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5.1          Within the supply transport chain, there are a number of different stresses acting on the cargo. These stresses may be grouped into mechanical and climatic stresses. Mechanical stresses are forces acting on the cargo under specific transport conditions. Climatic stresses are changes of climatic conditions including extremely low or high temperatures.

5.2          During transport various forces will act on the cargo. The force acting on the cargo is the mass of the cargo (m) which is measured in kg or ton, multiplied by the acceleration (a) which is measured in m/s² :

F = m ∙ a

Acceleration considered during transport are the gravitational acceleration (a = g = 9.81 m/s²) and acceleration caused by typical transport conditions such as by the braking or rapid change of traffic lanes by a road vehicle or by the motions of a ship in heavy sea. These accelerations are expressed as product of the gravitational acceleration (g) and a specific acceleration coefficient (c) e.g. a = 0.8 g.

5.3          The following tables provide the applicable acceleration coefficients for the different modes of transport and for the various securing directions. To prevent a cargo from movement, the cargo has to be secured in longitudinal and transverse direction according to the worst combination of horizontal and corresponding vertical accelerations. The securing arrangement has to be designed to withstand the forces due to accelerations in each horizontal direction (longitudinal and transverse) separately (see chapter 9 and annex 7).

Road transport

Securing in

Acceleration coefficients

Longitudinally (cx)

Transversely
(cy)

Minimum vertically down
(cz)

forward

rearward

Longitudinal direction

0.8

0.5

-

1.0

Transverse direction

-

-

0.5

1.0

 

 

 

 

 

Rail transport (combined transport)

Securing in

Acceleration coefficients

Longitudinally (cx)

Transversely

(cy)

Minimum vertically down

(cz)

forward

rearward

Longitudinal direction

0.5 (1.0)

0.5 (1.0)

-

1.0 (0.7)

Transverse direction

-

-

0.5

1.0 (0.7)

    The values in brackets apply to shock loads only with short impacts of 150 milliseconds or shorter, and may be used, for example, for the design of packaging.

Sea transport

Significant wave height in sea area

Securing in

Acceleration coefficients

Longitudinally
(cx)

Transversely
(cy)

Minimum vertically down
(cz)

A

Hs ≤ 8 m

Longitudinal direction

0.3

-

0.5

Transverse direction

-

0.5

1.0

B

8 m < Hs ≤ 12 m

Longitudinal direction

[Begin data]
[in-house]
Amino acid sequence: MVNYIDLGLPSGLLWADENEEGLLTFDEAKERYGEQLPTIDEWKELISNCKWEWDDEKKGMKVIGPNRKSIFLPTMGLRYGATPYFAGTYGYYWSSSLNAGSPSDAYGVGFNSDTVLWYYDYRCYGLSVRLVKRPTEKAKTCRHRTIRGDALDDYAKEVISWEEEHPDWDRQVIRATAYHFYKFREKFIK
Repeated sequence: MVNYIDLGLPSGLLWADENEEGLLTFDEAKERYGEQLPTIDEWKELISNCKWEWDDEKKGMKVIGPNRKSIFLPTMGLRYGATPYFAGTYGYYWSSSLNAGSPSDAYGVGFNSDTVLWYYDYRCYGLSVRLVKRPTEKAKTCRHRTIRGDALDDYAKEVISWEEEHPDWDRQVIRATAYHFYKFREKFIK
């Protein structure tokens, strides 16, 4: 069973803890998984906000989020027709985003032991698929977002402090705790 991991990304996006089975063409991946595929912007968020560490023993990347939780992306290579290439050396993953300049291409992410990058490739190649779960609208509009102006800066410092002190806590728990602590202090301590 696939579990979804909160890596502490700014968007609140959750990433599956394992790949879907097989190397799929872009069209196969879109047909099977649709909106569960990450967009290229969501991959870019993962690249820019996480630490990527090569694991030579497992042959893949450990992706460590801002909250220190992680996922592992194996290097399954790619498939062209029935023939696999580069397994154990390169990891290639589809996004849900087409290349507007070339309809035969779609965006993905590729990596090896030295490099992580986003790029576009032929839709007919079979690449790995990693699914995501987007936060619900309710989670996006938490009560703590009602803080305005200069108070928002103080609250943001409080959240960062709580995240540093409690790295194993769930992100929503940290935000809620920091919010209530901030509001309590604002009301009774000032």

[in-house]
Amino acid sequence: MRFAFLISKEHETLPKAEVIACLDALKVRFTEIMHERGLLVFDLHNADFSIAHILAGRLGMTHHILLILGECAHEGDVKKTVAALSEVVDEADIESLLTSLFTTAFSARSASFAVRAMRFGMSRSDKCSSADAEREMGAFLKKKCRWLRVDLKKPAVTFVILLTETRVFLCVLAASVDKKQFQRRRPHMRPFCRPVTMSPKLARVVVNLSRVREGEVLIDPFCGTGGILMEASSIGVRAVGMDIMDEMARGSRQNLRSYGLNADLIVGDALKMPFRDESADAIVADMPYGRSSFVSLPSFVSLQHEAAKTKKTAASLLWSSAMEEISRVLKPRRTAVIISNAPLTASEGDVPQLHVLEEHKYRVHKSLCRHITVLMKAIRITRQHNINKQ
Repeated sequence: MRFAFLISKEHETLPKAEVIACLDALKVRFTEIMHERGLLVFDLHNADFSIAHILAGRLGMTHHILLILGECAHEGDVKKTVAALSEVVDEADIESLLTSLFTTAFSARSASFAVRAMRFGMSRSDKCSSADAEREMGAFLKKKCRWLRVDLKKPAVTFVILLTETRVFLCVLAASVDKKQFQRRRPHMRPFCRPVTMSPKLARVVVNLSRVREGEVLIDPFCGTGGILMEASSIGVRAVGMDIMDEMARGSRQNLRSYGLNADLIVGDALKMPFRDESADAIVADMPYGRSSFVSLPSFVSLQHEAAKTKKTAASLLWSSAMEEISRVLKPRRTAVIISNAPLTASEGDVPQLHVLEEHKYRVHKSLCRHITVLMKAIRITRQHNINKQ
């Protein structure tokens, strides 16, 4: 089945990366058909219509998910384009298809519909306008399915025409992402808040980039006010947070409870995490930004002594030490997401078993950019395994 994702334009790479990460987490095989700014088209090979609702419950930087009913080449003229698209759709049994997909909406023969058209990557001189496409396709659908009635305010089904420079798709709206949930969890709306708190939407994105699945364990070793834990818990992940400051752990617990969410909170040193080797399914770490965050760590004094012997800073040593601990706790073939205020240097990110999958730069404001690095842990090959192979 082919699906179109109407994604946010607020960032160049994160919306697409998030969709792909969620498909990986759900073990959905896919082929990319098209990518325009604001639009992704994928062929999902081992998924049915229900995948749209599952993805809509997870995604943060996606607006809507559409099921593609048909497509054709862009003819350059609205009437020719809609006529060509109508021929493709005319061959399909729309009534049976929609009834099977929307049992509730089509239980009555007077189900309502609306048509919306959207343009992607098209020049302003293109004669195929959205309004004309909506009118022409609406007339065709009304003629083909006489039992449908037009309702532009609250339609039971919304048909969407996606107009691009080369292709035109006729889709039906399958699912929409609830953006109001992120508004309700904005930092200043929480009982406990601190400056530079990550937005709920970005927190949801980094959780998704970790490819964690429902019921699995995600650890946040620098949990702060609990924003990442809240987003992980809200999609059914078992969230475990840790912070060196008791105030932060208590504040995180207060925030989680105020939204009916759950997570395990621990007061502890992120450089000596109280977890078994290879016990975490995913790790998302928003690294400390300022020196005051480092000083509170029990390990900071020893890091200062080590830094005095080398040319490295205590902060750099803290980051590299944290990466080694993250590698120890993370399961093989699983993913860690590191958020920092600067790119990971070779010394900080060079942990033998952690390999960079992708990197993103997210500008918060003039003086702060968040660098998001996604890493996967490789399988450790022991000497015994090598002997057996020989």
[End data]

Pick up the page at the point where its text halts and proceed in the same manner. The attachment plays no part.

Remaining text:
0.3

-

0.3

Transverse direction

-

0.7

1.0

C

Hs > 12 m

Longitudinal direction

0.4

-

0.2

Transverse direction

-

0.8

1.0

 

5.4          The effect of short term impact or vibrations should always be considered. Therefore, whenever the cargo cannot be secured by blocking, lashing is required to prevent the cargo from being significantly displaced, taking into account the characteristics of the cargo and the mode of transport. The mass of the cargo alone, even when combined with a high friction coefficient (see appendix 2 to annex 7), does not sufficiently secure the cargo as the cargo can move due to vibrations.

5.5          The significant 20-years return wave height (Hs) is the average of the highest one-third of waves (measured from trough to crest) that is only exceeded once in 20 years. The allocation of geographic sea areas to the respective significant wave heights is shown in the following table:


A

B

C

Hs ≤ 8 m

8 m < Hs ≤ 12 m

Hs > 12 m

Baltic Sea (incl. Kattegat)

Mediterranean Sea

Black Sea

Red Sea

Persian Gulf

Coastal or inter-island voyages in following areas:

Central Atlantic Ocean
(between 30°N and 35°S)

Central Indian Ocean
(down to 35°S)

Central Pacific Ocean (between 30°N and 35°S)

North Sea

Skagerak

English Channel

Sea of Japan

Sea of Okhotsk

Coastal or inter-island voyages in following areas:

South-Central Atlantic Ocean
(between 35°S and 40°S)

South-Central Indian Ocean
(between 35°S and 40°S)

South-Central Pacific Ocean
(between 35°S and 45°S)

unrestricted

Sources:

The Royal Netherlands Meteorological Institute (KNMI):
The KNMI/ERA-40 Wave Atlas, derived from 45 years of ECMWF reanalysis data
(ed. S.Caires, A.Stern, G.Komen and V.Swail), last updated 2011,
Hs 100-yr return values, 1958 - 2000

 

5.6          During longer voyages, climatic conditions (temperature, humidity) are likely to vary considerably. These may affect the internal conditions in a CTU which may give rise to condensation on cargo or internal surfaces (see annex 3).

5.7          Whenever a specific cargo might be damaged when exposed to high or low temperatures during transport, the use of a CTU specially equipped for keeping the cargo temperature within acceptable limits should be considered (see chapter 7).